Legend has it that Hercules, the son of Zeus, founded the ancient Olympic games, but the first games with written records were held in 776 BCE. The sole event was the Stade, a run of about 210 yards. A cook named Corobus won, becoming the first Olympic champion in history.
For the next 1,200 years, this celebration of sport was held every four years with steadily increasing popularity until 393 CE, when Roman Emperor Theodosius I abolished it because of “pagan” influences.
Some 1,500 years later, Frenchman Pierre de Coubertin revived the games. It is believed that his interest in sport came after France was trounced by Germany during the Franco-Prussian War of 1870. Coubertin believed that the defeat was not due to a lack of military prowess, but by the French soldiers’ lack of energy and vigor. He decided that exercise, specifically sports, made for a more well-rounded person. He wanted to revive the Olympic games.
In 1896, the Summer Olympics, a multi-sport event known as the Games of the I Olympiad, were held in Athens, Greece, from April 6 to 15. Since then, the best athletes from around the world have convened in different countries around the world to participate in this beloved international sporting tradition.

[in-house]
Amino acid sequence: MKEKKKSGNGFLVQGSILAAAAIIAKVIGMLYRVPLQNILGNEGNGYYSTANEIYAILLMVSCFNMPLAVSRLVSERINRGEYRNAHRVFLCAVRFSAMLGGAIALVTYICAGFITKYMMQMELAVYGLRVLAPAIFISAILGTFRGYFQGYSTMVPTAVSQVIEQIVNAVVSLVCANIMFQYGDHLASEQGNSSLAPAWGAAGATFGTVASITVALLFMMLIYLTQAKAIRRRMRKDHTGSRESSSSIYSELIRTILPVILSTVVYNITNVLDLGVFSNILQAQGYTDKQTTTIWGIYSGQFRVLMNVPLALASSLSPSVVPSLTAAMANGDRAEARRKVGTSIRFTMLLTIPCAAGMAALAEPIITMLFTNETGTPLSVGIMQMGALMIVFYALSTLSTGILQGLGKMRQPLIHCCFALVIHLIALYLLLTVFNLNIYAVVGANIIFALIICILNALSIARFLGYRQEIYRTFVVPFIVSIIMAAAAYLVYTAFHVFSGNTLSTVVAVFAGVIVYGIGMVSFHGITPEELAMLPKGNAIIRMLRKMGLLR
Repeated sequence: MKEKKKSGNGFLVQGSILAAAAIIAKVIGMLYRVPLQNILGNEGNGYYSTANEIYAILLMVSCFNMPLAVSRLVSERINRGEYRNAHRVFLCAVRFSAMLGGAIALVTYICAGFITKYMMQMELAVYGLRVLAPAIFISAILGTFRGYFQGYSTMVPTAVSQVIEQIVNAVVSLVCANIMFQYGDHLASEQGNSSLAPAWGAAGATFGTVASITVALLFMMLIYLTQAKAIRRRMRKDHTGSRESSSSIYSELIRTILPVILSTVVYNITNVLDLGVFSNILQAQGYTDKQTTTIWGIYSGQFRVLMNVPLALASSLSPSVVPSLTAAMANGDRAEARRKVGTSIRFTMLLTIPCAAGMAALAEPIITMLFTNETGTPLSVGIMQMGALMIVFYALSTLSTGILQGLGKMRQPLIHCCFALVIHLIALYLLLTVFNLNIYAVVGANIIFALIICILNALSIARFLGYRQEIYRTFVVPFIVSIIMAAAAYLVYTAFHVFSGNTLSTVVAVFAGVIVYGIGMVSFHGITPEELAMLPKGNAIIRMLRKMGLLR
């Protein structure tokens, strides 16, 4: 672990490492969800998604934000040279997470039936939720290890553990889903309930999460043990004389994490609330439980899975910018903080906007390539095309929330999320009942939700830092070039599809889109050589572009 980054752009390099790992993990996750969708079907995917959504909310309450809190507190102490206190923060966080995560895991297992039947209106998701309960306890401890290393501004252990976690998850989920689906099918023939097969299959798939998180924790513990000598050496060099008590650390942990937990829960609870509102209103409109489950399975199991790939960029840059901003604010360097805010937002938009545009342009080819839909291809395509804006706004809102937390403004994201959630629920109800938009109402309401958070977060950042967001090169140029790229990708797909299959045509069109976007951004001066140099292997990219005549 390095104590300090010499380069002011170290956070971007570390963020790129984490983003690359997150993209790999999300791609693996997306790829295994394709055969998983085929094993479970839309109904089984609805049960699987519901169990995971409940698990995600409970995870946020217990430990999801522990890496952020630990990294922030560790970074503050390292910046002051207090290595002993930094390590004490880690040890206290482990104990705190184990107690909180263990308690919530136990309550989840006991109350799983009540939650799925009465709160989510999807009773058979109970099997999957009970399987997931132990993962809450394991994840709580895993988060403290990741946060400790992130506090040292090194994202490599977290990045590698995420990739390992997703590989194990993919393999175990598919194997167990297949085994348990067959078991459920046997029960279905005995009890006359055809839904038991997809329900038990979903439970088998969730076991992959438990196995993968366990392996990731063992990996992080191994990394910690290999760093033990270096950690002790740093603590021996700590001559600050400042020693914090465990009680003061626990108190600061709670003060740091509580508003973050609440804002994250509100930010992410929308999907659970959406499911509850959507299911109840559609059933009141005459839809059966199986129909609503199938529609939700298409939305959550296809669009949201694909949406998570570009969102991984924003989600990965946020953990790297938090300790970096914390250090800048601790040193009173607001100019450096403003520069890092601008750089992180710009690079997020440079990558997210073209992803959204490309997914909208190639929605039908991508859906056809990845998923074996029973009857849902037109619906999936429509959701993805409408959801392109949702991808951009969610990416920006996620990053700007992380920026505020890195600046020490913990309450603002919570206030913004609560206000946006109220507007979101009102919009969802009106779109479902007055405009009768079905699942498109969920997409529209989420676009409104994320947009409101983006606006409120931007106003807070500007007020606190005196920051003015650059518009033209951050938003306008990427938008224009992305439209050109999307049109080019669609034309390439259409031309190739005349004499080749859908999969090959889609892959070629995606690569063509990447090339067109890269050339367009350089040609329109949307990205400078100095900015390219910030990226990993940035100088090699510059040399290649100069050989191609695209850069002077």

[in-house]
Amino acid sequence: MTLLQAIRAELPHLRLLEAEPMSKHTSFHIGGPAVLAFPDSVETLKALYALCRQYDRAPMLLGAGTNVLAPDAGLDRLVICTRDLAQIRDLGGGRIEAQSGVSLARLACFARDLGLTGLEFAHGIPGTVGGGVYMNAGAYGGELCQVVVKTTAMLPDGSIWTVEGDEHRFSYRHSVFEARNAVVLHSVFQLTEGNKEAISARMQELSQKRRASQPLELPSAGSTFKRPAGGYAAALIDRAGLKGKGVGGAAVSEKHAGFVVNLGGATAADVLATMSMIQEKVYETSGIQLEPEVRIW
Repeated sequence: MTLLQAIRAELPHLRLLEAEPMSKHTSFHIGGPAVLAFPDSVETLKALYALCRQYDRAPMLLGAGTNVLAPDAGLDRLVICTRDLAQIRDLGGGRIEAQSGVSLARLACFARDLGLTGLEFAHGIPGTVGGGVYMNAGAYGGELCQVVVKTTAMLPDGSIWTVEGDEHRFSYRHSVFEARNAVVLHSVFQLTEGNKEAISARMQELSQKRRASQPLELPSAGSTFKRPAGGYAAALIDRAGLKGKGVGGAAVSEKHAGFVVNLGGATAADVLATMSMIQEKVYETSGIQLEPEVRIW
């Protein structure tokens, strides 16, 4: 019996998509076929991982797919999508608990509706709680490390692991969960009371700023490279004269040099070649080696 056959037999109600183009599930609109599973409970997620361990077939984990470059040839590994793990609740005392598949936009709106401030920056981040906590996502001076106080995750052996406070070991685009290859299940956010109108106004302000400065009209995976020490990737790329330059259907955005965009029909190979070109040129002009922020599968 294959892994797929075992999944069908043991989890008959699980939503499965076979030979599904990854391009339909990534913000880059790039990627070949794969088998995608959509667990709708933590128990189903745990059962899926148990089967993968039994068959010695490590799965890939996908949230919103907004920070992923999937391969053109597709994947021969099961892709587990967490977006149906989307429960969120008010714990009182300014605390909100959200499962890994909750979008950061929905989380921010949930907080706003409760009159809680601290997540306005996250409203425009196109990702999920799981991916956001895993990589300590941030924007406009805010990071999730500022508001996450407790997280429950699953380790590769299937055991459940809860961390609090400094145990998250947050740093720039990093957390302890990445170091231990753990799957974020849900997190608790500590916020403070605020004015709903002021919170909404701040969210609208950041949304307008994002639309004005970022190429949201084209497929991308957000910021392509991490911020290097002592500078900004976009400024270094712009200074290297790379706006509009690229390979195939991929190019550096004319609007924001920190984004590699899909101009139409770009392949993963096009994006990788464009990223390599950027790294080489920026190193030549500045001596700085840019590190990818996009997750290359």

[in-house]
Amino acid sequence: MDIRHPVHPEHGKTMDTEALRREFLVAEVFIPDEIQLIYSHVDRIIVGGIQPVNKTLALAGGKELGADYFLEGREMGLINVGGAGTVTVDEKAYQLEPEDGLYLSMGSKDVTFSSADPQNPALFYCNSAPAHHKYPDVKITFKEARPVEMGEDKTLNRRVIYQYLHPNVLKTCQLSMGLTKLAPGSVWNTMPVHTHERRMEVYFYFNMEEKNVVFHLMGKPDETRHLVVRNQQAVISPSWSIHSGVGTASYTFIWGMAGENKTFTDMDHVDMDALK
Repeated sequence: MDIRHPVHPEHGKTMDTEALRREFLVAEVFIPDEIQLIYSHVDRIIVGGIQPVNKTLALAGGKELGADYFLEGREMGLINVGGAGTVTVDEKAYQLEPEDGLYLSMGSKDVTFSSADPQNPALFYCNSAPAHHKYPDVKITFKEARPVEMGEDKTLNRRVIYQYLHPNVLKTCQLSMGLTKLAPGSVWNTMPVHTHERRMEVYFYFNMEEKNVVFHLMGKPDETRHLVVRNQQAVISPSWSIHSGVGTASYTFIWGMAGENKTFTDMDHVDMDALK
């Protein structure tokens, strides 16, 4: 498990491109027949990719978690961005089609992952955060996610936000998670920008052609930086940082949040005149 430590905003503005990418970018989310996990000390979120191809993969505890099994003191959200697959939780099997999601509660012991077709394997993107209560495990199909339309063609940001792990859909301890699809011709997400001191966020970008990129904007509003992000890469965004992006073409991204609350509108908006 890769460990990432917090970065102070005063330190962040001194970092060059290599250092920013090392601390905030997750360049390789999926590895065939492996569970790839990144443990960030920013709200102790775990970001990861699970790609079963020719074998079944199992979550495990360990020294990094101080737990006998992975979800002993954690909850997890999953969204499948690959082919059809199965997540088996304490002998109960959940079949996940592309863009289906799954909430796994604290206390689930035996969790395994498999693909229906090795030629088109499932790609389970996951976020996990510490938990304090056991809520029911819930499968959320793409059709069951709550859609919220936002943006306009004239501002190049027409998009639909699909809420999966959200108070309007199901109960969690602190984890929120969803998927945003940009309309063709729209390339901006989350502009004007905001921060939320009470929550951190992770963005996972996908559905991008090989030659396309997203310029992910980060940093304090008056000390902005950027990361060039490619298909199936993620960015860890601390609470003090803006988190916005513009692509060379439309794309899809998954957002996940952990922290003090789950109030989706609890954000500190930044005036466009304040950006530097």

Athletes of African descent have competed and excelled in the Olympic games, facing the challenges of world-class competition made even more daunting by prevailing attitudes of racism. The year 1904 marked the third modern Olympic games. It was also the first year that the United States was granted the privilege of hosting the international sporting event, along with the year of the famous 1904 World’s Fair, held in St. Louis, Mo. However, the Black press and many prominent Black Americans rightly called for a boycott of both. The Olympics and the World’s Fair were riddled with Jim Crow racism, complete with segregated, substandard facilities for Black athletes and Black spectators.
And with that backdrop, George Poage, a Black runner from Hannibal, Mo., faced a dilemma. Should he boycott the fame or take the once-in-a-lifetime opportunity and participate? He chose the latter, becoming the first Black person to compete and medal in the Olympic games. It would be a shining moment of glory for this pioneering athlete and scholar some 32 years before Jesse Owens made history on the track.
Poage was born in Hannibal in 1880 to James Poage and Annie Coleman. The family moved to LaCrosse, Wis., when he was still a young boy. James Poage took a job as a coachman to a wealthy lumberman in town, but died soon thereafter.
The family moved in with a white financier who gave Coleman work as a stewardess and encouraged the education of her two children. Young George Poage began honing his skills as an athlete and a scholar. He entered LaCrosse High School and soon became the school’s top athlete. He graduated in 1899 as the salutatorian—second in his class of 25—and the school’s first Black graduate.
Next, he enrolled at the University of Wisconsin and quickly became immersed in campus activities. He was involved in public speaking, representing his peers as an orator for his class. He was also a member of Philomathia, a campus literary society.